Editor’s Choice: Vocal & Choral, July 2015 ★★★★☆ Like the greatest innovators, poet and composer Guillaume Machaut (c. 1300-1377) was thoroughly versed in the language of past masters. One of the chief representatives of the medieval Ars nova and the latter-day trouvères, and renowned in his day and beyond, Machaut wove tales of courtly love, whose roots are in antiquity, with new-spun threads of startling melodic, rhythmic and harmonic originality. Decades of recordings by the Clemencic Consort, the Deller Consort and the like have in recent times immeasurably enhanced a contemporary reputation which still rests chiefly on one work, the brilliant and innovative Messe de Nostre Dame. Formed in 1988, the one-to-a-part male Orlando Consort stands with the Hilliard Ensemble in making a unique contribution to the on-going conversation with Machaut’s timeless music, of which this second volume in their complete edition for Hyperion. Where their first volume focused on the nine songs from Machaut’s masterpiece Le Voir Dit, The Dart of Love contains representatives from four genres favoured by Machaut: the ballade, the rondeau, the virelai and the motet. Availing themselves of the new performing edition The Complete Works of Guillaume de Machaut, countertenor Matthew Venner, tenors Mark Dobell…

July 8, 2015
CD and Other Review

Review: The Spy’s Choirboy (Alamire/David Skinner)

★★★★★ When David Skinner founded his crack vocal ensemble in 2005 he named them after Petrus Alamire; one of those extraordinary figures of the 1500s who turned their hand to whatever might keep them afloat on the turbulent seas of political upheaval and courtly intrigue. An illuminator, scribe and composer-musician seeking safe harbour amongst the various northern-European courts he dabbled in a little espionage on behalf of Henry VIII.  After nine critically acclaimed releases, Skinner’s group now pays tribute to their namesake with this complete performance of Alamire’s finest legacy, the exquisite choirbook he once presented to Henry and is now held in the British Library. A collection of 34 motets celebrating the glories of Flemish polyphony with masterworks by Josquin Desprez, Pierre de la Rue, Jean Mouton, Antoine de Févin and a smattering of fine works of unknown provenance, some of which here receive their first recording.  The choir is superb with impeccable intonation and the ideal timbre for this repertoire, finding the right compromise between modern polish and period tang, maintaining clarity of line with just the right bite in the texture and avoiding the bland results of the overly-blended. Some may crave the raw excitement of Graindelavoix’s…

July 8, 2015
CD and Other Review

Review: Lux (Voces8)

★★★☆☆ The most recent release from British choral ensemble Voces8 is a catalogue of shimmering music centring on the theme of light. The eight-piece group is flawless, and their radiant timbre doesn’t let the disc’s title down one bit. Their shining tone and technique make for joyful, peaceful listening, and the acoustics – Dore Abbey and St Michael’s, Highgate – help polish the already stunning performance. The 15 tracks traverse centuries of music, from Renaissance masters such as Tallis to contemporary composers like Lauridsen and Ešenvalds. There’s even pop crossover in arrangements of Ben Folds and Massive Attack. It’s an album of unashamedly beautiful music intended for reflection and relaxation and on that level it works. But while thought has clearly gone into the curation, the result has missed the mark. The pop arrangements don’t come off that convincingly, and feel slightly sacrilegious when heard a track or two away from Allegri’s sublime Miserere (which does sound gorgeous). And Thomas Tallis with saxophone and a vocal arrangement of Elgar’s famous Nimrod from his Enigma Variations will probably irk the purists.  Ultimately this disc’s appeal lies in its beauty of sound, and for this reason I’d gladly have it on while…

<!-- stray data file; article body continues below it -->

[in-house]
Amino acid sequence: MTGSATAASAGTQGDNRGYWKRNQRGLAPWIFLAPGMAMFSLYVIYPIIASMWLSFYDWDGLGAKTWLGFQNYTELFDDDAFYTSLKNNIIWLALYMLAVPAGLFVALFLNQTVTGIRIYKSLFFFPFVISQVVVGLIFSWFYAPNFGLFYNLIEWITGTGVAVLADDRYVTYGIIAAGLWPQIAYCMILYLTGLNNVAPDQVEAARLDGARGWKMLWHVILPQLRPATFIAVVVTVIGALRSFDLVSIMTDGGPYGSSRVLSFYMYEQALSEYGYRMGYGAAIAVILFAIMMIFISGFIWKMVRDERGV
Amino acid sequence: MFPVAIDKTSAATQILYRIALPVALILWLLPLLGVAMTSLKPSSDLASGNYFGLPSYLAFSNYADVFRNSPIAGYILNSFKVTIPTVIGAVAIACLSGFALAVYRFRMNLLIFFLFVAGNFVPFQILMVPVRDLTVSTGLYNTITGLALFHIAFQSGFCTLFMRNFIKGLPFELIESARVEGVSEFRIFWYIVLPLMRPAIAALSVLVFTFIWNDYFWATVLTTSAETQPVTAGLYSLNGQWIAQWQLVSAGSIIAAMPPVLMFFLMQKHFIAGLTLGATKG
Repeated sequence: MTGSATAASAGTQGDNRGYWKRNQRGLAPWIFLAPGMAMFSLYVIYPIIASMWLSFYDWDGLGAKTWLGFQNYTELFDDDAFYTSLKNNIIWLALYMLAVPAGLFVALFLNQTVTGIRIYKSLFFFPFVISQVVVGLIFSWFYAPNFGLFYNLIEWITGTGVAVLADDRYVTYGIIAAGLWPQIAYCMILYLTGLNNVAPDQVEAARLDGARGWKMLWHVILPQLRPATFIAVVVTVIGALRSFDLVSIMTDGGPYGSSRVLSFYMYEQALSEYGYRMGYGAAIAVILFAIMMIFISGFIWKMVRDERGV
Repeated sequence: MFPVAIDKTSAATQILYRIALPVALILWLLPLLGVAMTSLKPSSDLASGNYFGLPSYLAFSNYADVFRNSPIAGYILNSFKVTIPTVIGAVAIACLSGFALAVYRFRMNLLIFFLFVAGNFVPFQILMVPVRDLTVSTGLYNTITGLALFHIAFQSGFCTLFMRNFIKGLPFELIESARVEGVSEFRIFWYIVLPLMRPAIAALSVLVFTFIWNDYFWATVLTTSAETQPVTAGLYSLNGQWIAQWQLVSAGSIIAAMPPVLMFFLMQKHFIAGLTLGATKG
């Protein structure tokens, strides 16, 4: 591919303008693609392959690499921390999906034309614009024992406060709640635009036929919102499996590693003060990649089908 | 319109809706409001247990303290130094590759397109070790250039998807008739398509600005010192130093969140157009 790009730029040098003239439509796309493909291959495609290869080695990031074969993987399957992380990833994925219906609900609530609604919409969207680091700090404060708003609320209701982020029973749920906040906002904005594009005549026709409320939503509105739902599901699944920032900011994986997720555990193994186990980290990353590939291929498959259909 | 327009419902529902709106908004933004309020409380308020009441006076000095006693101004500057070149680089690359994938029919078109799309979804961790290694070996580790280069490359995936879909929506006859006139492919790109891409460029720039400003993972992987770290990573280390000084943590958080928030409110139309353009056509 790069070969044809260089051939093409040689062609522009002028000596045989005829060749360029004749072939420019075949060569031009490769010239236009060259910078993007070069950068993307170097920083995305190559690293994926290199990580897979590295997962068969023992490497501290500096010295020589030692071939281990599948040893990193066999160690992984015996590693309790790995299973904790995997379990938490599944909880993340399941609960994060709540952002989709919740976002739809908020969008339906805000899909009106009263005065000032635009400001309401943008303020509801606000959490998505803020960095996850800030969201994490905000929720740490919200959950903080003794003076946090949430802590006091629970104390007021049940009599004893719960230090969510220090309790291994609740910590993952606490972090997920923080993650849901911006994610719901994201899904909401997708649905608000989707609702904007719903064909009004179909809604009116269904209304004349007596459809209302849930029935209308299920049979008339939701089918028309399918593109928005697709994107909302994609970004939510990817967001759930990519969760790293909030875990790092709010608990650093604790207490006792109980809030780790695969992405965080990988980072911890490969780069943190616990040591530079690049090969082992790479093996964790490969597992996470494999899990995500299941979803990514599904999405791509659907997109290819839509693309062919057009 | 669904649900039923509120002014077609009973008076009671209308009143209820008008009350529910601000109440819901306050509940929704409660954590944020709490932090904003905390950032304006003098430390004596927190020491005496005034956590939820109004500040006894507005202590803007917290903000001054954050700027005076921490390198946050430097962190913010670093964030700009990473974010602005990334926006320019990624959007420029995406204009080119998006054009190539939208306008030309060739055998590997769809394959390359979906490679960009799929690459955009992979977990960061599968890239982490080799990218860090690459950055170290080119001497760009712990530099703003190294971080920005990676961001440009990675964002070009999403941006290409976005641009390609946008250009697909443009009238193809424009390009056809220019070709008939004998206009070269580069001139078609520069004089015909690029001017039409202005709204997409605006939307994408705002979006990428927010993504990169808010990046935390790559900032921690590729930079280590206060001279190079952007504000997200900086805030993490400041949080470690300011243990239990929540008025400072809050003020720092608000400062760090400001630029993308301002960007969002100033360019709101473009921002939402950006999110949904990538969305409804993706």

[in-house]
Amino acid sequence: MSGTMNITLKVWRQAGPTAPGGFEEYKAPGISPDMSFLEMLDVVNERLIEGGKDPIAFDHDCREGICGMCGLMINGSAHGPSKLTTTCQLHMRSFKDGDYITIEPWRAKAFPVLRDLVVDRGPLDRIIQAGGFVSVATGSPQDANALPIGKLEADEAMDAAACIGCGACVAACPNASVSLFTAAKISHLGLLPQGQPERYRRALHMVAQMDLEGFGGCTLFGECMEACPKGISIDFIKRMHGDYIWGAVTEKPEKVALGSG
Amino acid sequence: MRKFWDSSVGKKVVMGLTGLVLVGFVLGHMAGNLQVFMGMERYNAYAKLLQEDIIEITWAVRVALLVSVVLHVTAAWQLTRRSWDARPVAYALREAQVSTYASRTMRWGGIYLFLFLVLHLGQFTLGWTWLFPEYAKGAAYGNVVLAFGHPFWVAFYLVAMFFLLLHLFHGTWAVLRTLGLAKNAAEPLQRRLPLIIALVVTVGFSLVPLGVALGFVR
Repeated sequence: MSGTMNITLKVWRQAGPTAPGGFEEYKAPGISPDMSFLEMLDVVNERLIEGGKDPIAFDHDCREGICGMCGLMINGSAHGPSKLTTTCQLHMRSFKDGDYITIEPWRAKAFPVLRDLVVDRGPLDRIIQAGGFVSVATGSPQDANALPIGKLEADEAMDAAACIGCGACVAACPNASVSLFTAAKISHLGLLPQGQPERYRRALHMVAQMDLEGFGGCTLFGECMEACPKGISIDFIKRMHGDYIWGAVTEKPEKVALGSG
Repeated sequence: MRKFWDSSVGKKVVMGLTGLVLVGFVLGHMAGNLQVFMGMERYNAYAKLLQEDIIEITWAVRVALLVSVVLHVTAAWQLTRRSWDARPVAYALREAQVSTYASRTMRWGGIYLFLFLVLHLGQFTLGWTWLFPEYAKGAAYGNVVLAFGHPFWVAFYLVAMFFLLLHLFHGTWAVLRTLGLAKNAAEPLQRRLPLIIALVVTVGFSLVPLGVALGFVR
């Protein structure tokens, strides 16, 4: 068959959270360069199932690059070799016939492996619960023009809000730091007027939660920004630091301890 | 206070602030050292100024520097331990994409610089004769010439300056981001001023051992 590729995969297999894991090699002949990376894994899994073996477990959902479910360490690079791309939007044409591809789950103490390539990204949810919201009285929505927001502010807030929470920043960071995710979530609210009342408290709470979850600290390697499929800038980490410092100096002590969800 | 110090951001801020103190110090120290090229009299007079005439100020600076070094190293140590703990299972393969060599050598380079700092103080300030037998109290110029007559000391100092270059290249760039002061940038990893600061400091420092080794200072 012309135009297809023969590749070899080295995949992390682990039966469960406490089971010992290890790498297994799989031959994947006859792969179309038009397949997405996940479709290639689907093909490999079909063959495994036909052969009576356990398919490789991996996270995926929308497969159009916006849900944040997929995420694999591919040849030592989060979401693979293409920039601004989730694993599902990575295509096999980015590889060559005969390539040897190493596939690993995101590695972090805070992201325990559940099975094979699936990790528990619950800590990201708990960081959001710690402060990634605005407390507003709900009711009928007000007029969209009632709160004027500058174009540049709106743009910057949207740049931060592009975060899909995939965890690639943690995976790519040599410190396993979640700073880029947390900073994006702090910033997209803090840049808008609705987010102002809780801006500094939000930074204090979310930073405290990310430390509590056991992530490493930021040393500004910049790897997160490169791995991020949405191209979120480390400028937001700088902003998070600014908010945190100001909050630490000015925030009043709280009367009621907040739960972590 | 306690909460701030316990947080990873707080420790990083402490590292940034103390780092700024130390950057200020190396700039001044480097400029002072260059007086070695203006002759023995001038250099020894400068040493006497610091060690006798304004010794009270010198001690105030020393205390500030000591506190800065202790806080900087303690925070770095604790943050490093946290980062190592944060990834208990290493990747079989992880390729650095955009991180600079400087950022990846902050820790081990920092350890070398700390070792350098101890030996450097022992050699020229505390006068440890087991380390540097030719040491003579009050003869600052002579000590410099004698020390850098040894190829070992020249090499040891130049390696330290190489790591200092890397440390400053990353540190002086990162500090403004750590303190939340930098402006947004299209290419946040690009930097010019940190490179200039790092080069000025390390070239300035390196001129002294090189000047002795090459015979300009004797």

July 8, 2015
CD and Other Review

Review: The Emerald Leopard (Josie and the Emeralds)

★★★★☆ One of classical music’s dilemmas is the relatively small body of high-profile works that get recorded again and again. Thank goodness then for musicians like Josie Ryan and the Emerald City Viols. The repertoire on this CD for soprano and viol consort, is remarkably varied. It begins and ends with compositions by viol player and director Brooke Green, starting with settings of Dorothy Porter’s poetry, and passes through some surprising influences – Nick Cave is not the first name I expected to see referenced in the liner notes! Green utilises modern harmonies and rhythms, but not to the detriment of melody. There’s also a generous helping of more traditional repertoire from Gibbons, Morley, and Dowland, while sprinkled throughout are works by Elena Kats-Chernin and Ross Edwards. The Emerald City Viols give enthusiastic performances, especially excelling in the Renaissance pieces. Gibbons subtly melancholy settings are sung with great aplomb by Josie Ryan. Similarly, three Dowland songs (Flow my tears, In darkness let me dwell, and Can she excuse my wrongs) are performed in a natural and affecting way. Recorded with funding from the online crowdfunding platform Pozible, this is the ancient sound of the viol consort, brought into the 21st century….

July 8, 2015
CD and Other Review

Review: Flight of Angels (The Sixteen/Harry Christophers)